Connect with us

Finance

Singapore flags banks as top money laundering risk post S$3B money laundering scandal

According to Singapore’s latest Money Laundering National Risk Assessment, the banking sector and wealth management pose the highest money laundering risk in the city-state.

Published

on

SINGAPORE: Singapore’s banking sector, along with wealth management, presents the highest risk of money laundering in the city-state, according to the latest Money Laundering National Risk Assessment (MLNRA) published by the government on Thursday (20 June).

The Home Affairs Ministry, Ministry of Finance and the Monetary Authority of Singapore emphasized in a joint statement that banks face heightened exposure to money laundering threats due to the sheer volume of transactions they handle and their dealings with customers from high-risk jurisdictions.

This is Singapore’s first national risk assessment report since 2014, and its updated findings will guide ongoing efforts to ensure that the city-state’s anti-money laundering regime remains responsive to identified risks.

The report coincided with the sentencing of all 10 Fujian-origin individuals involved in a landmark S$3 billion money laundering case, receiving jail terms ranging from 13 to 17 months.

Following the emergence of the money laundering case last year, Singapore established an interministerial panel to review and strengthen its anti-money laundering measures, particularly concerning the inflow of wealth and high-net-worth individuals.

High risk identified in the banking sector

The report identifies various money laundering (ML) threats, including cyber-enabled fraud, organized crime, corruption, tax evasion, and trade-based money laundering.

According to the assessment, Singapore’s status as a leading international financial hub and trade centre makes it susceptible to exploitation by criminal entities seeking to launder illicit funds through its robust economic infrastructure.

The assessment highlights that illicit funds frequently flow into or through Singapore via bank accounts.

This process often involves rapid cross-border transactions facilitated by third parties, including individuals acting as “mules” or corporate entities misusing shell companies.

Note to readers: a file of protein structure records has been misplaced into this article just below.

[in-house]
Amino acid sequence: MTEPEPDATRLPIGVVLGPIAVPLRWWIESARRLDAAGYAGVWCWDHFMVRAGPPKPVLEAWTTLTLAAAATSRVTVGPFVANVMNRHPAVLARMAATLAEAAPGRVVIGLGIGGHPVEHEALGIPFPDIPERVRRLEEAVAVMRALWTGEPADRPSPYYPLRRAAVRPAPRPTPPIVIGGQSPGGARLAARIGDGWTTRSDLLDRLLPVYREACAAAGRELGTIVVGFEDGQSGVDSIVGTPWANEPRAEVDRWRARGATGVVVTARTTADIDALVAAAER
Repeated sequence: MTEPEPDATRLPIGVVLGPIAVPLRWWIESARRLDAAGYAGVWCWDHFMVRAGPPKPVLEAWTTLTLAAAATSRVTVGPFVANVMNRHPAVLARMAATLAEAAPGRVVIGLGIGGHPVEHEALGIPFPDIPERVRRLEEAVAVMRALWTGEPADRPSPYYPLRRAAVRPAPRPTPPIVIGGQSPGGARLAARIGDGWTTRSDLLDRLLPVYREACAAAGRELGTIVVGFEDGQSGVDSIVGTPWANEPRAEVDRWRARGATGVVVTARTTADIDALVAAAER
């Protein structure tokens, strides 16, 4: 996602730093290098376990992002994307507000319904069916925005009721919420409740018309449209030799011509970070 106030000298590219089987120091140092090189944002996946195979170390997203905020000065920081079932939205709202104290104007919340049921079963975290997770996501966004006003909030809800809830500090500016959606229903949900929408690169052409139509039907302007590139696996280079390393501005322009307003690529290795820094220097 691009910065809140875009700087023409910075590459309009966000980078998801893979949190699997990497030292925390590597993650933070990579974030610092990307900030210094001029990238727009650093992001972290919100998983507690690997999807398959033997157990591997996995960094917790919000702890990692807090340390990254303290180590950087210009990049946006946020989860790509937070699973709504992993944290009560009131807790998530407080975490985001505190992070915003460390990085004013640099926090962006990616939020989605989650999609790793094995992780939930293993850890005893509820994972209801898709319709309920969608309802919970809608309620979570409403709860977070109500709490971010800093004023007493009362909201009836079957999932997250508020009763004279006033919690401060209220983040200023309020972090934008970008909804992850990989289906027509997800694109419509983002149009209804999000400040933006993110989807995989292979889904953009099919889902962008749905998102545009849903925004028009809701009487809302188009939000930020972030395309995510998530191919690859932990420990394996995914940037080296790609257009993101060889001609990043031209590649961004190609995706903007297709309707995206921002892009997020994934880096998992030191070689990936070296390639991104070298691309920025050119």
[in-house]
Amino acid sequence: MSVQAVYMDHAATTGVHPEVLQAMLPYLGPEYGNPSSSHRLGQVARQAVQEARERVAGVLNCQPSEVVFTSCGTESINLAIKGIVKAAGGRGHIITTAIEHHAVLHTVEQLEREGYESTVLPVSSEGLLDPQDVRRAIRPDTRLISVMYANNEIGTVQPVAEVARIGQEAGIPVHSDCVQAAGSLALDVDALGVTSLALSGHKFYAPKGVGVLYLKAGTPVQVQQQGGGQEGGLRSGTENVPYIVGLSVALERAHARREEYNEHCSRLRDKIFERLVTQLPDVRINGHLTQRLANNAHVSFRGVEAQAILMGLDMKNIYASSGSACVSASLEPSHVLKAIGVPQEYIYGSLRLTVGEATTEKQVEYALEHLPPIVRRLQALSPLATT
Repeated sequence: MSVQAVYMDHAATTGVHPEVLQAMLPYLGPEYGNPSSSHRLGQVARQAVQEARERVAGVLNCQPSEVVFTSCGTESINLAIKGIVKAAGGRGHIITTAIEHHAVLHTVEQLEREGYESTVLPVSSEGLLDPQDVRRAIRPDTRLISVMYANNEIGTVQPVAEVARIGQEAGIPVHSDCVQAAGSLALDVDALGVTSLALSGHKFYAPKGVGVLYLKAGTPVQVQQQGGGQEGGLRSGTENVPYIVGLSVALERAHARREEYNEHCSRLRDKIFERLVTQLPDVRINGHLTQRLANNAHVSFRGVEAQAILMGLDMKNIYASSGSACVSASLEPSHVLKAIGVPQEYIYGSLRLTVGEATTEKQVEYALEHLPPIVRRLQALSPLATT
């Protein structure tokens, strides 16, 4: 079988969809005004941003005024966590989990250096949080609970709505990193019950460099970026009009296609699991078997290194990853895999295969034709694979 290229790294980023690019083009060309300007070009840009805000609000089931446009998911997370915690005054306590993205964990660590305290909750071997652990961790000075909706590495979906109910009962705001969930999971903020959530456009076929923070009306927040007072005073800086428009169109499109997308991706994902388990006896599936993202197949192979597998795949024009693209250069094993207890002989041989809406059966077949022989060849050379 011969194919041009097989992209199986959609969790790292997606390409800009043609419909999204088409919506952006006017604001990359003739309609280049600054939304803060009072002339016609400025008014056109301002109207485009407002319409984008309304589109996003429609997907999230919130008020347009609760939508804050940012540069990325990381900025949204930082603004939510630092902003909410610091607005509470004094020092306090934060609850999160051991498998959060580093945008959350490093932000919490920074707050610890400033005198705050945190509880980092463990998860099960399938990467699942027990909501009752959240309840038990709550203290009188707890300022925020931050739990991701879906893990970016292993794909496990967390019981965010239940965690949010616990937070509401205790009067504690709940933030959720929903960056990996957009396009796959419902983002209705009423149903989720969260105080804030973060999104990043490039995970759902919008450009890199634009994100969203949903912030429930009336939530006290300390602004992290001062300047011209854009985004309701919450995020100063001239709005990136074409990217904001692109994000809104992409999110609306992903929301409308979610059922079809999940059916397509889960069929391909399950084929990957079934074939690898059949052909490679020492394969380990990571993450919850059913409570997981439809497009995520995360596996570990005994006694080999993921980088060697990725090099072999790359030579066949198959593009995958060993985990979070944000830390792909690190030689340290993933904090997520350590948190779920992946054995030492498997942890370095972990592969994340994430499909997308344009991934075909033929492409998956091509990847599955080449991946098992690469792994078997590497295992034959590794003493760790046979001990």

Instances of money laundering through Singapore-incorporated shell companies controlled by criminal networks are noted.

These entities’ bank accounts are exploited to disguise illicit proceeds as legitimate business transactions, potentially involving significant cross-border movements and withdrawals in cash.

“Overall, banks are assessed to be more vulnerable to money laundering, ” the report noted.

Singapore has a sophisticated and interconnected banking system comprising over 150 banks. As of the end of 2023, the banking sector had a total asset size of almost S$3.5 trillion.

Risks associated with Digital Payment Token (DPT) service providers

The assessment also singled out digital payment token (DPT) service providers as another emerging area of concern within Singapore’s financial landscape.

Internationally, DPTs have been linked to cyber-enabled fraud, theft, ransomware, and transactions on darknet markets as sources of illicit revenue from 2017 to 2022.

Singapore authorities have noted a rise in reported cases involving DPTs, primarily linked to fraud and cybersecurity offences under the Computer Misuse Act (CMA).

The report identifies three main avenues of exploitation:

  1. Payment Method: Instances where ransomware demands payment in DPTs or impersonation scams involving settlement fees paid in DPTs.
  2. Marketed Product: Scams like Initial Coin Offerings (ICOs) or e-commerce schemes selling fraudulent DPTs.
  3. Targeted Item: Unauthorized transactions leading to the theft of DPTs, such as hacking of online wallets or scams where victims unknowingly reveal wallet details.

Nevertheless, the report noted that there has been a notable increase in STRs filed concerning DPTs, indicating heightened awareness and understanding of risks among regulated sectors dealing with DPTs.

High ML risks identified in corporate service providers, real estate, casinos, and precious metals sectors

Among the Designated Non-Financial Businesses and Professions (DNFBP), corporate service providers and real estate sectors are noted for their elevated ML risks, primarily due to their role in facilitating the misuse of legal entities and handling significant financial transactions.

Corporate Service Providers (CSPs), Real Estate Agents/Developers, Casinos, Precious Stones and Metals Dealers are categorized with medium to high ML risks due to their susceptibility to being used for incorporating shell companies and facilitating illicit fund flows.